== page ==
Tuesday, April 7, 2009

The Guardian by Joyce Sweeney


Genre: Young Adult
At age thirteen, Hunter has already been placed in four foster homes. Despite the fact that Hunter has a pretty bad life, he does not complain about it. He just takes it. His foster mother is verbally abusive (and sometimes physically, as well), his sisters are mentally abusive, and a bully at school is physically abusive. It doesn't help that his foster father Mike, the only person who truly appreciated him, is dead. After experiencing all these misfortunes and abuse, it's a wonder how Hunter stays sane and good at heart.

When mysterious miracles start happening and Hunter's prayers begin to come true, Hunter can't help but wonder if it is the work of his guardian angel or if he's finally cracking down from all the abuse he has taken. It's not until his guardian angel is revealed to him does Hunter realize he has to make an important, life-altering choice. Joyce Sweeney's The Guardian is a splendid novel about family, hope, and faith.

Hunter truly is the real angel of this novel. Although he has his own problems to deal with, he still worries about others, namely his youngest foster sister. He also does his best to support the family through doing yard work for others, earning the most income out of all the children in his family. Not to mention, he is intelligent for his age.

Hunter's situation makes readers desperately wish that his guardian angel was truly real despite the other characters' skepticism. Hunter may not live in a heavenly place, but he sure does try to make the best of his situation. Although I wish the ending could have been different, I thought this was a superb and unique novel that is absolutely worth reading.

Delightful and divine, The Guardian is a powerful novel that will captivate readers.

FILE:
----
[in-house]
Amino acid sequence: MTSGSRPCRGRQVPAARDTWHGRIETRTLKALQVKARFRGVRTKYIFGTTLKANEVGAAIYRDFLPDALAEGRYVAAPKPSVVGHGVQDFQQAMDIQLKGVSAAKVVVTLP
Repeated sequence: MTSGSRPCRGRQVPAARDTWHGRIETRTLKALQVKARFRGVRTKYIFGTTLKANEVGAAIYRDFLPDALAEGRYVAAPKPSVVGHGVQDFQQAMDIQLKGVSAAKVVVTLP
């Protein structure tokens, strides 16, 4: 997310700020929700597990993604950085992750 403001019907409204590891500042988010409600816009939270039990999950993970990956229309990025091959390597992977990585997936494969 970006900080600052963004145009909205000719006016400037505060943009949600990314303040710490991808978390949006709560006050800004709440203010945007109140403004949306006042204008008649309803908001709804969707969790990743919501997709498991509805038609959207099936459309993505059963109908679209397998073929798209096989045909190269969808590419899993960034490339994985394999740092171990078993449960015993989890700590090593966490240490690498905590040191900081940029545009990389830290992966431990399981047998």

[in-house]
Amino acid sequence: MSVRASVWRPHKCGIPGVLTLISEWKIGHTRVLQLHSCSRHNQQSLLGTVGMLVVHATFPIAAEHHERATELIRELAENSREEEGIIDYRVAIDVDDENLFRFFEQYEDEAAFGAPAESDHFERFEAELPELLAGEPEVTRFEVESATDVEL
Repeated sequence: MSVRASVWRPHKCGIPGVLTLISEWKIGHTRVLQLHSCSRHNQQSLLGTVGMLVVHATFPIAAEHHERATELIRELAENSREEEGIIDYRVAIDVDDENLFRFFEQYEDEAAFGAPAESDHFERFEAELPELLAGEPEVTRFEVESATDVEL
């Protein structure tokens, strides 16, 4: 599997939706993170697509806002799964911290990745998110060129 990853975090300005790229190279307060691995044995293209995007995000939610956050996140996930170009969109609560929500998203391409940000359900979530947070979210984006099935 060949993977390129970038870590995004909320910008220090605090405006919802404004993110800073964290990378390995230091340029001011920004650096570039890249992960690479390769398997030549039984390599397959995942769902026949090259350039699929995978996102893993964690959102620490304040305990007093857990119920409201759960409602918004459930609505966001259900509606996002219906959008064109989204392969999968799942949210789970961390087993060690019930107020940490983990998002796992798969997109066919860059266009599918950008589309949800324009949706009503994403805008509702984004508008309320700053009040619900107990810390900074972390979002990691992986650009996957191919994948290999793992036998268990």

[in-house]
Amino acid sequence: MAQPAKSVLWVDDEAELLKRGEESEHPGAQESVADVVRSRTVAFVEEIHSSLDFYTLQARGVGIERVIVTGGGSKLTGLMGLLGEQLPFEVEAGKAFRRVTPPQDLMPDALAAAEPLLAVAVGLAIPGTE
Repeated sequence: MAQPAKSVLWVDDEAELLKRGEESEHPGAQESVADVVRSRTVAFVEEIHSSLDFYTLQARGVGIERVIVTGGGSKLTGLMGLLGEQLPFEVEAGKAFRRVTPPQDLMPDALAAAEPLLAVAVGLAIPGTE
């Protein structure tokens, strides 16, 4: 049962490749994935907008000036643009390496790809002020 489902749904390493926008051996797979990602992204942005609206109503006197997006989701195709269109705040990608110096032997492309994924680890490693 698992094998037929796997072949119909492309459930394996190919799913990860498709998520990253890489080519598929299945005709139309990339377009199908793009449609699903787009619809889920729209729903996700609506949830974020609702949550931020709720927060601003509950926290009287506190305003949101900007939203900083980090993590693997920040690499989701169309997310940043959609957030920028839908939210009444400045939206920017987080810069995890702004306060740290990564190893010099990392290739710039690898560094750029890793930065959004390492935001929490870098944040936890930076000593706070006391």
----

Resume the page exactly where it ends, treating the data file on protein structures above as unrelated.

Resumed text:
Sunday, April 5, 2009

Freaky Monday by Mary Rodgers and Heather Hach


Genre: Young Adult Fiction

Thirteen-year-old Hadley Fox is the typical overachieving, overscheduled, and overwhelmed straight-A student. Though not yet in high school, she is already worrying about how she will get into Stanford. While Hadley is a traditional student, her English teacher Ms. Pitts likes to experiment with unconventional teaching methods. For this reasons, they have never gotten along well. Therefore, when she forgets to prepare for an oral presentation for Ms. Pitts' English class, Hadley completely freaks out. It was not until Hadley and Ms. Pitts switch places can they both understand each other better.

It was ironic how Hadley is an overachiever in terms of learning, yet she doesn't realize that Ms. Pitts is also an overachiever in terms of teaching, often staying up late into the night just to correct papers. Their issues are further juxtaposed, as Hadley's and Ms. Pitts' secret admirers are revealed to them in the same Monday. In addition, while Hadley had an important oral presentation to deliver, Ms. Pitts' also had an equally, if not more important, interview for the position of chair of the English department.

For such an accomplished junior-high student, Hadley does not really have a lot of respect for Ms. Pitts. This trait, along with her tendency to be a drama queen, annoyed me throughout the story. However, Hadley's obsession with academics reminds me of myself, and I can understand her reactions that result from her paranoia with grades and getting into college. Through her switch with Ms. Pitts, Hadley does learn to be a better person.

Though the novel is predictable and greatly resembles Freaky Friday, it was enjoyable to read about the troubles that Hadley and Ms. Pitts encounter while in each other's bodies. I probably would have enjoyed this novel more if the perspective had alternated between the characters, instead of focusing on Hadley's views, considering the premise of the novel.